Software-defined radio is here, and with it comes a whole new way for people to spy on you, or so security experts believe. The radio that your cell phone uses to communicate with towers is just one of the devices that are now vulnerable to hacking, thanks to an industry move away from specialized radio hardware and towards flexible software-defined radio technology.
In a traditional radio, most of the signal processing — the mixers, filters, amplifiers, modulators, detectors and other functions — are controlled by hardware, which is the reason that radios can only receive certain kinds of transmissions that they were specifically built to deal with. The radio in your car, for example, could never listen in on communications between Air Force jets because military radios use different protocols than Sports Talk Radio, and the hardware is set in stone with no way to change between protocols.
But what if computers were powerful enough to process radio signals with little more than a radio receiver as hardware? Every radio could then send or receive many different kinds of protocols. Engineers could design software systems that did things that were unimaginable in the age of analog processing.
According to experts who will speak at the Princeton ACM/IEEE on Thursday, February 18, software-defined radio has already arrived, and it’s time to start thinking about managing the risks that come with it. The free meeting begins at 8 p.m. in Room 105 of the Princeton University Computer Science Building. For more information, visit www.princetonacm.acm.org or call 908-285-1066.
Speaking at the meeting will be Joe Jesson, John DeGood, and Rebecca Mercuri. Jesson is a former CTO of General Electric, who worked on radios for the company and who now collects and restores Cold War communications equipment as a hobby. DeGood is an engineer for Lockheed Martin Advanced Technology Laboratories, and in his spare time uses radio to track thousands of airplane flights every day. Mercuri is the lead forensics expert at Notable Software Inc.
All three of the engineers have been paying a lot of attention to software-defined radio lately. DeGood took notice last year when he noticed that it was possible to buy a USB dongle for $6.86, including shipping, that was essentially a fully programmable software-defined radio. DeGood bought one and plugged it in to his Raspberry Pi computer and is using it for his hobby of planespotting.
By installing some software from the Internet, DeGood is able to listen to pilots’ radio communications, as well as see where airplanes are, based on their radio beacons. He then uploads the information to websites where together with other planespotters, every single aircraft in the country is tracked. If you’ve ever used a service to track an arriving flight, there’s a good chance that some of this information came from the planespotting community that DeGood belongs to.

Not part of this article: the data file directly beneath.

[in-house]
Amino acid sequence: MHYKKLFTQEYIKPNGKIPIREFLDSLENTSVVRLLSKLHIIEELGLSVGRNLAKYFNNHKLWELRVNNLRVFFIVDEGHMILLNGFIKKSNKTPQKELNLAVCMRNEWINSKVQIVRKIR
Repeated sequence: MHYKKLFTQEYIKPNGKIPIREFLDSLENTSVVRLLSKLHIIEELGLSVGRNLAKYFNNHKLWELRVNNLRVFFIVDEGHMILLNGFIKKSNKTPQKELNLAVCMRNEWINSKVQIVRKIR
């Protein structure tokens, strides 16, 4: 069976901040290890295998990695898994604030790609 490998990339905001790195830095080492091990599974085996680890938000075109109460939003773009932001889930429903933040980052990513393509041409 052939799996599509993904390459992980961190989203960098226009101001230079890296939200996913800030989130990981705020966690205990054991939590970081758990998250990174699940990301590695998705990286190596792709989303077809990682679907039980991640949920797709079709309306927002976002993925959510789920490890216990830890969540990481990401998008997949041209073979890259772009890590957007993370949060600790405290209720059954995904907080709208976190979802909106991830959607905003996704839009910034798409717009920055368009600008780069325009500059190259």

As it turns out, the dongle was designed for receiving HDTV broadcasts in Europe, but an undocumented feature of the device was the ability to receive any signal in the 50 mhz through 2 ghz range, if it was set up correctly. “You can listen to an FM commercial broadcast, or a transmission from an airliner going overhead,” DeGood said. “There are literally hundreds of open source programs for these things, and it’s just amazing what you can do for so little money.”
The technology, however, could be used for mischief. “It can pick up phone frequencies. Even if it’s encoded, you could use several of these devices to triangulate and figure out the position of the signal you’re receiving. You can track people that way even if you don’t know what the communication is. The signal often gives away information.”
DeGood grew up in Kansas, the son of an accountant father and secretary mother. He studied at the University of Missouri and earned a master’s degree at the University of Delaware. DeGood spent the first 19 years of his career researching instruments for Hewlett Packard and then worked at Sarnoff Lab for eight years before joining Lockheed-Martin. In addition to his planespotting hobby, he’s a yoga teacher.
DeGood says that software-defined radio represents a great opportunity for commercialization, but that the possibility for the technology to be abused is very real. “You could hack the radio to get malicious software onto one of these things and cause it to do malicious things,” he said. For example, a cell phone radio could be hacked and turned into a jammer to interfere with other radio transmissions.
“Hopefully the engineers designing these things are good and don’t leave too many vulnerabilities open,” he said.